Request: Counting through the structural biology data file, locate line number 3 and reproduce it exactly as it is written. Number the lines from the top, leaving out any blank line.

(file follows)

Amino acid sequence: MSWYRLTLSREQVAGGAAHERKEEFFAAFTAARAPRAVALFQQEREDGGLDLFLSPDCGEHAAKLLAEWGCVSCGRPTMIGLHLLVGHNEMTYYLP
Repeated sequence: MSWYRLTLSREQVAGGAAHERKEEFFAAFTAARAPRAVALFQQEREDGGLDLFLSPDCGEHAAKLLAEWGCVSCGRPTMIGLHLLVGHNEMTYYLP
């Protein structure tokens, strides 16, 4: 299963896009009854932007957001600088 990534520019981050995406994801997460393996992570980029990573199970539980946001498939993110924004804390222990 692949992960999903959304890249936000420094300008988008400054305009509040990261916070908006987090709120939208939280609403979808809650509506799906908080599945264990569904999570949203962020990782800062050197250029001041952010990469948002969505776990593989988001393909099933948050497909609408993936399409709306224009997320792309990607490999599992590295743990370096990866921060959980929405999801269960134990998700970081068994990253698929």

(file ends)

């Protein structure tokens, strides 16, 4: 299963896009009854932007957001600088 990534520019981050995406994801997460393996992570980029990573199970539980946001498939993110924004804390222990 692949992960999903959304890249936000420094300008988008400054305009509040990261916070908006987090709120939208939280609403979808809650509506799906908080599945264990569904999570949203962020990782800062050197250029001041952010990469948002969505776990593989988001393909099933948050497909609408993936399409709306224009997320792309990607490999599992590295743990370096990866921060959980929405999801269960134990998700970081068994990253698929």